As a Corporate Lawyer, I can explain related party transactions under the Companies Act, 2013.
Related party transactions are transactions that occur between two parties that have a pre-existing relationship with each other. These transactions can include sales, purchases, or other financial dealings, and they can occur between individuals, companies, or other entities.
Section 188 of the Companies Act, 2013 lays down the requirements for related party transactions. It states that such transactions must be approved by the board of directors and also require prior approval of shareholders by passing a special resolution. The Act also requires companies to disclose details of all related party transactions in their annual financial statements.
Example of the key managerial personnel (KMPs) and their relatives as per the Companies Act, 2013.
Suppose a private limited company ABC has the following KMPs:
- Mr. X – Managing Director
- Ms. Y – Chief Financial Officer
- Mr. Z – Company Secretary
Under the Companies Act, 2013, KMPs are defined as:
- The Chief Executive Officer (CEO) or Managing Director (MD) or Manager
- The Company Secretary
- The Chief Financial Officer (CFO)
- Any person who is appointed as a KMP by the Board of Directors
If any of the above KMPs, or their relatives, hold substantial ownership or control in another company, then transactions between that company and ABC would be considered related party transactions under the Act.
As per the Companies Act, 2013, relatives of a KMP include:
- Father or mother (including step-mother and father)
- Son or son’s wife
- Daughter or daughter’s husband
- Brother or sister (including step-brother and step-sister)
For example, if Mr. X’s wife holds 20% or more of the equity share capital in another company, then any transactions between that company and ABC would be considered related party transactions under the Act.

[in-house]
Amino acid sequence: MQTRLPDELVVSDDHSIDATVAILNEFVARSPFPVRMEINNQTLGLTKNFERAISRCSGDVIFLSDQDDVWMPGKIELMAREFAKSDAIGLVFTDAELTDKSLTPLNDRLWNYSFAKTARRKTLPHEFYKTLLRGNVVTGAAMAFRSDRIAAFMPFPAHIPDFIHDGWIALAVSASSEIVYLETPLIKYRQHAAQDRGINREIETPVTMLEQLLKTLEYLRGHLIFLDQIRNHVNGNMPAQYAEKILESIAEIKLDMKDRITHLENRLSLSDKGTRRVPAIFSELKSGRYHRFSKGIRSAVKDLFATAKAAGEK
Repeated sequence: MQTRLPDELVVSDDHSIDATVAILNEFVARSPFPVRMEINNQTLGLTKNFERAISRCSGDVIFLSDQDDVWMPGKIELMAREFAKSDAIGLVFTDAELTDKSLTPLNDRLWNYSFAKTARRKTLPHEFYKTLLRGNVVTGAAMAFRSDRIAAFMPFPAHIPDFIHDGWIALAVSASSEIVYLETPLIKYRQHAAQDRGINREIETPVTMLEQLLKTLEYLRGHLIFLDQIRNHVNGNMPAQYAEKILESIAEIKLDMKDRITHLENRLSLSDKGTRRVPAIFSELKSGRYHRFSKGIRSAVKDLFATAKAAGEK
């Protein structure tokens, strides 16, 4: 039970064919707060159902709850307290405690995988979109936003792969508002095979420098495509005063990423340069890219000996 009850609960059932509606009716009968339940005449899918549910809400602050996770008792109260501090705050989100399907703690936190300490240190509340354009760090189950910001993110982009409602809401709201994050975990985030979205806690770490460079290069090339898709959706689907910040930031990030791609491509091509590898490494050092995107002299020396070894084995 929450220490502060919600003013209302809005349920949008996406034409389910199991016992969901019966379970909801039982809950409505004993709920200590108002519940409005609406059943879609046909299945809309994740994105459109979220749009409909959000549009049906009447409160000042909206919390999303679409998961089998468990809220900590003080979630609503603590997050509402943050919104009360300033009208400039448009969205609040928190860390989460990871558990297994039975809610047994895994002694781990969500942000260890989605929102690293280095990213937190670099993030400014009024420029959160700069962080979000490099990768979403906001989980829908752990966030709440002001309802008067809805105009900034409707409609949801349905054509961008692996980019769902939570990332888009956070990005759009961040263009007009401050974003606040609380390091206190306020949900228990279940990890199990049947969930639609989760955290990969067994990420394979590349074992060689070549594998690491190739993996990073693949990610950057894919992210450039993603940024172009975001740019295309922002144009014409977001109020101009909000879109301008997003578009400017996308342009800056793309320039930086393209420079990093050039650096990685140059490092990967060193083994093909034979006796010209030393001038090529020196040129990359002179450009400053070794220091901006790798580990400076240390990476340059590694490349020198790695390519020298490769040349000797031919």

Similarly, if a company in which Ms. Y’s brother is a director holds 20% or more of the equity share capital in another company, then transactions between that company and ABC would also be considered related party transactions.
Director’s salary and perquisites
companies can implement the following control mechanisms:
- Appointment of Remuneration Committee: Companies can appoint a remuneration committee consisting of independent directors and other members to recommend and approve the remuneration and perquisites of directors. The committee can consider factors such as the company’s financial performance, industry benchmarks, and the director’s experience and contribution to the company.
- Disclosure and Approval: The directors can disclose their salary and perquisites in the annual report of the company, along with the details of any related party transactions. The Board of Directors can review and approve the same based on the recommendations of the remuneration committee.
- Compliance with Laws: The company should ensure that the director’s salary and perquisites comply with the applicable laws and regulations, including the Companies Act, 2013, and the Income Tax Act, 1961.
- Independent Audit: Companies can conduct an independent audit of the director’s salary and perquisites to ensure that they are fair and reasonable, and that there is no abuse of power or related party transactions.
By implementing these control mechanisms, companies can ensure that the director’s salary and perquisites are determined in a transparent and fair manner, and that there is no abuse of power or related party transactions.
Under the Companies Act, 2013, related party transactions are regulated and monitored to ensure fairness and transparency in corporate dealings. The Act defines related parties to include directors, key managerial personnel, and their relatives, as well as companies in which they hold substantial ownership or control.
companies in which they hold substantial ownership or control” as per the Companies Act, 2013 and its applicability to Trust holding or proprietorship business.
Under the Companies Act, 2013, a person is considered to hold substantial ownership or control if they hold 20% or more of the equity share capital of the company, or have the right to exercise significant influence or control over the company. The Act also includes entities in which such persons are directors or key managerial personnel, or have the ability to control the management or policies of the entity.
This definition of substantial ownership or control applies to companies and limited liability partnerships (LLPs) registered under the Act, and the provisions regarding related party transactions under Section 188 apply to such entities.